The networks try to play down their dependence on—and encouragement of—gambling. Neal Pilson, executive vice-president of CBS Sports, for example, insists that Jimmy the Greek is on the air merely because he's a "personality." Don Ohlmeyer, an original ABC Sports whiz kid, later executive producer of NBC Sports and now an independent producer, says the networks have never encouraged gambling because it is "a destructive thing, a disease," as witnessed by what he calls "sick, degenerate" gamblers who "bet on the first half, the second half, the over-and-under, on everything." But when NBC's Bryant Gumbel asked Pete Axthelm in an interview earlier this year whether he might not be promoting gambling with the detailed NFL point-spread information he provided, the Ax replied, "Oh, definitely. I think gambling is great fun."

So why blame the NFL for any of this? Here's one reason: According to the NCAA's Cawood, the colleges have "made our position known from the beginning to the TV networks" by stating flatly that they want no Axthelm-style touting on college sports telecasts. The NFL has refrained from doing the same thing, the official explanation being that it doesn't want to be accused of trying to control TV's editorial product. But industry sources say that the NFL could easily have made the exclusion of touts an issue during rights negotiations. Bob Tassie, vice-president of communications for CBS, says, "The NFL has always had a very public antigambling profile that it would prefer networks not have those people on the shows, but in private it seems to run away from the issue."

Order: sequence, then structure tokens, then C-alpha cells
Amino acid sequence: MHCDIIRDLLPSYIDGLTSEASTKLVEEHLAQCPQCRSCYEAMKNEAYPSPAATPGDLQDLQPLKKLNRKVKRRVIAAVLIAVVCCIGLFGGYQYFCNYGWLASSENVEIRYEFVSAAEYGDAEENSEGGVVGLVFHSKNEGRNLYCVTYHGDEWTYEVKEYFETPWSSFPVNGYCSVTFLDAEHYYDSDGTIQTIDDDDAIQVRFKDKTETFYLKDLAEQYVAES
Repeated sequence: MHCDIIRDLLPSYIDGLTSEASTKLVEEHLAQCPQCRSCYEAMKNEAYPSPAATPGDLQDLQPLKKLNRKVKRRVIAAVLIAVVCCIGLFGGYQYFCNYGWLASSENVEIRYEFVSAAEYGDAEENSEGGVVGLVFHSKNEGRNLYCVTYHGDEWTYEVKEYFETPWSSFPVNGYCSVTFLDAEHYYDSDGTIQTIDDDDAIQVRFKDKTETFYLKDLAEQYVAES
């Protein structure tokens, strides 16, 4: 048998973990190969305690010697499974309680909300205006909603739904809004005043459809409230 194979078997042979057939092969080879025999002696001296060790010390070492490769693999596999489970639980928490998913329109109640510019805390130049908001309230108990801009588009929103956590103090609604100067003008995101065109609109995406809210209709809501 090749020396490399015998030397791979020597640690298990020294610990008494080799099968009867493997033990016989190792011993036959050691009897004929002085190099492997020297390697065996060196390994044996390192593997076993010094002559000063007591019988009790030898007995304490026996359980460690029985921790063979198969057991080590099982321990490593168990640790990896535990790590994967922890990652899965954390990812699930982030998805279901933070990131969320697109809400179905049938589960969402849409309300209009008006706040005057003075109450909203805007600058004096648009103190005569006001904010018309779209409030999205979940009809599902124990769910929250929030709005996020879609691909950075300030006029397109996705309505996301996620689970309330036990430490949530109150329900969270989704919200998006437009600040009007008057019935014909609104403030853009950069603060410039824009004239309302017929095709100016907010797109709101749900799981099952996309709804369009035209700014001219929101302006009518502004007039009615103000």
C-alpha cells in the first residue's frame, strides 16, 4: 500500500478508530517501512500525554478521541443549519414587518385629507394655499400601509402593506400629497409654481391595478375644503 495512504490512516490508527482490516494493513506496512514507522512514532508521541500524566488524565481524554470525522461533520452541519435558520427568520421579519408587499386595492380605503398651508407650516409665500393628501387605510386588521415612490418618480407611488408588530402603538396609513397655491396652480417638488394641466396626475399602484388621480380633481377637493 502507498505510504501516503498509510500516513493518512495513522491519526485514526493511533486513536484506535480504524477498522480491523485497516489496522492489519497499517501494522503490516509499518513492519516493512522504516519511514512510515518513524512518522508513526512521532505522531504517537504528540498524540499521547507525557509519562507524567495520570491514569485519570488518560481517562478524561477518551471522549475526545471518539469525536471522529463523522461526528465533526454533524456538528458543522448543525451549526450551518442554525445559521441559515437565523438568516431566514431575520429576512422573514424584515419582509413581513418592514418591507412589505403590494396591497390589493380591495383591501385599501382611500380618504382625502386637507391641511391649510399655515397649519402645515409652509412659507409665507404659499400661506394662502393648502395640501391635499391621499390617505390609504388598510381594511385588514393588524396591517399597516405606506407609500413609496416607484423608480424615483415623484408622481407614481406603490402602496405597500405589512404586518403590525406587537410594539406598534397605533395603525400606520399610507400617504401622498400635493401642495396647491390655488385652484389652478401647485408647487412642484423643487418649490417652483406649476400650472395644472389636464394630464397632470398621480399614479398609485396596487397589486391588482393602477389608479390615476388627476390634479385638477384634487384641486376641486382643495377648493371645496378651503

The public antigambling stance taken by both the NFL and the networks fails to fool one of the greatest living experts on sports gambling, Frank (Lefty) Rosenthal, 56, a former handicapper, line-maker and casino operator who pleaded nolo contendere in 1963 to a charge of attempting to fix a college basketball game and, in 1983, suddenly retired to a seaside community south of Los Angeles after members of his peer group blew up his Cadillac in Las Vegas—with him in it. "Television actively encourages millions of people to gamble," says Rosenthal. "Who are they kidding? When the NFL publishes its weekly injury lists, it's for gamblers. When CBS says, 'We'll be right back with Jimmy the Greek,' who are they appealing to? When on NBC the Ax says, 'Bet these,' what kind of advice is that?"